Postcards. I love postcards! Today I picked up some swanky postcards to send to family and friends. They are not only great to send and receive, but they are wonderful disruptive devices that I use to reward myself for getting stuff done in a timely manner (I know, NERD ALERT!). One of the boxes that I bought is a series of 30 amazingly baleful, melancholic, whimsy, and hip postcards of the art by Jordan Crane. I love his artwork and I am seriously having a tough time deciding which cards to send to others and which ones I want to keep and frame!
Rain. Autumn in the North Carolina is quite different from autumn in Idaho. Instead of leaves changing colors and borderline freezing temperatures we get rain and gray skies. I know some people were depressed by it today, but I certainly welcomed the crisp air and dampness—it was refreshing. Unfortunately, though, the leaves aren't really changing colors here like they do in Idaho. I've been told that, due to our location, the leaves don't really change too much in general unless it gets much cooler. Although I might not get to see the season change the color of the leaves, I am happy that I am experiencing something new. Plus, it's nice to see everyone walking around with umbrellas.
Curtains. With the weather getting colder, I decided to hang up some roman shades to cover the windows. It was fun to drill into the wall—to do something with my hands instead of my mind—and to hang up something that is not only stylish, but also eco-friendly! I can already tell that to room is warmer than yesterday and now I am sure that when I sleep it will be even more like a coma! Huzzah!
As cliche and stereotypical as the show can be, Glee is hands down one of the most hilarious shows I have seen. I suppose it doesn't hurt that the music is catchy too. It is all a marketing ploy, but I love it.
This week's episode pitted the guys against the girls:
Personally I thought the guys kicked it better than the girls. And, yeah, I recognize that I am critiquing the show as if I have something substantial to say.
What? You want to fight about it?
Paul Virilio. Unlike previous class periods in my media course, which, I must add, is the most hectic course I have ever taken (there are 19 people in the graduate course and that IS crazy when there are usually only 5-9), I felt more prepared than anyone else tonight. I not only read both books almost in their entirety, but I also clearly articulated interesting points and questions that got the class discussing Paul Virilio's work. Oh, Virilio!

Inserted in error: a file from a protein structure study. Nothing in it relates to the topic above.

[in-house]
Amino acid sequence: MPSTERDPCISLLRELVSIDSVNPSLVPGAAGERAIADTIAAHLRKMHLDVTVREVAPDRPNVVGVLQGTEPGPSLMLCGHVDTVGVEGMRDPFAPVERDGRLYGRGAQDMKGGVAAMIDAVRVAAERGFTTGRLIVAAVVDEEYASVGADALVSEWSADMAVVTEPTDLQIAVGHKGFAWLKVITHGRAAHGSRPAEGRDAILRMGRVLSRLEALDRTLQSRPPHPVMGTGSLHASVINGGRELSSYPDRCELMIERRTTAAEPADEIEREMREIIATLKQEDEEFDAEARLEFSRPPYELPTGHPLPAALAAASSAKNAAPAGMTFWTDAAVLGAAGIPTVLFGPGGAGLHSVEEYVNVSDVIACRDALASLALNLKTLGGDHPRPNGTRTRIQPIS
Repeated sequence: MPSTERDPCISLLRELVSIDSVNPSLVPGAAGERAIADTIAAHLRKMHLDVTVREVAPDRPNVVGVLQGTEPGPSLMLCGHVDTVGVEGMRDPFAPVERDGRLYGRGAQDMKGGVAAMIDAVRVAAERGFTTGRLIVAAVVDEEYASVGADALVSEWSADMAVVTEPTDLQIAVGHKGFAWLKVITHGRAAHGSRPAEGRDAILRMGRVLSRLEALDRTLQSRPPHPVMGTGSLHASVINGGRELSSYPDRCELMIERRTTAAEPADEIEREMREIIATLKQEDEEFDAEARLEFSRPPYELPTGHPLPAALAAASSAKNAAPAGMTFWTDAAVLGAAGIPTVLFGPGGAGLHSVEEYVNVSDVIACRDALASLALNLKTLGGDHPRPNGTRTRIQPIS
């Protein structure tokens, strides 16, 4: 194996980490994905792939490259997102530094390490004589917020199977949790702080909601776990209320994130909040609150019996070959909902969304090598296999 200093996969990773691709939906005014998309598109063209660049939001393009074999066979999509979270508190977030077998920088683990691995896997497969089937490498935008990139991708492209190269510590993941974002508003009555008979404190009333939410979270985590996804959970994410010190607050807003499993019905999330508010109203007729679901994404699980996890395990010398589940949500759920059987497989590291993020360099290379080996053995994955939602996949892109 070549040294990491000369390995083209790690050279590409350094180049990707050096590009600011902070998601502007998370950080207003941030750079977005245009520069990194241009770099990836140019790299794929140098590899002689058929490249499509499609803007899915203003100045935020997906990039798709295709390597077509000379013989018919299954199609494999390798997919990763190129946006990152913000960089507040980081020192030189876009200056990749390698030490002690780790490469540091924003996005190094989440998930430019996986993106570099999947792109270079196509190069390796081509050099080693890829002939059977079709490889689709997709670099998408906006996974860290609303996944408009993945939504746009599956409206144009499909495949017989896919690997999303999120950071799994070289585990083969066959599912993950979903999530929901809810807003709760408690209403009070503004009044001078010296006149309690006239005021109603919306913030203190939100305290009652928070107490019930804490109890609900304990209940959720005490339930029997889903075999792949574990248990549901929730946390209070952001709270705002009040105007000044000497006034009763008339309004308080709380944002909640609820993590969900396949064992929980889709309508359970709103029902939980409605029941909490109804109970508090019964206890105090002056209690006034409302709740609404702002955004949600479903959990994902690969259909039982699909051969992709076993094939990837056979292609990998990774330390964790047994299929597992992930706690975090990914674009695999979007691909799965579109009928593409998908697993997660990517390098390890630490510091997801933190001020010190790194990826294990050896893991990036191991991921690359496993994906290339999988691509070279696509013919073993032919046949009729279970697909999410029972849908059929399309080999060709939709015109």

Acorns. There are numerous poplar and acorn trees that litter the campus. Although it is still 68-88 degrees here, it is clear that, to some extent, fall has slowly started. This means that wind and rain occur a little more frequently, but neither are generally problematic. However, in recent weeks, the wind has picked up and we have had to literally dodge the acorns that are on death missions from their vantage points on high. I'm not kidding! The acorns come down looking for BLOOD! Fortunately I dodged all acorns both on the way to and from the bar!
Adults. I talked with my good friend tonight to help reassure her about the decision she was making. What's more, though, it was the first time during our conversations over the last two weeks that I realized that we have not only come a long way from where we were, but also that we are adults. We make decisions for better or worse of our own accord and we are ultimately better for them. We don't rely on our parents to guide our focus, we instead rely on ourselves and the notion that personal growth is what is best.
I remember reading, and later hearing about, a story about a professor who, after a few years of trying to obtain tenure, decided it wasn't worth his energy because it was making him unhappy about everything in his life. It was not that he could not teach, nor was it based on any presupposition that he couldn't write. Although it is true that he was likely constrained by the growing pressures of his "publish or perish" R1 university, what is most intriguing is that he rejected the model of professionalism—of decorum of a full-time professor—in place of his own personal happiness.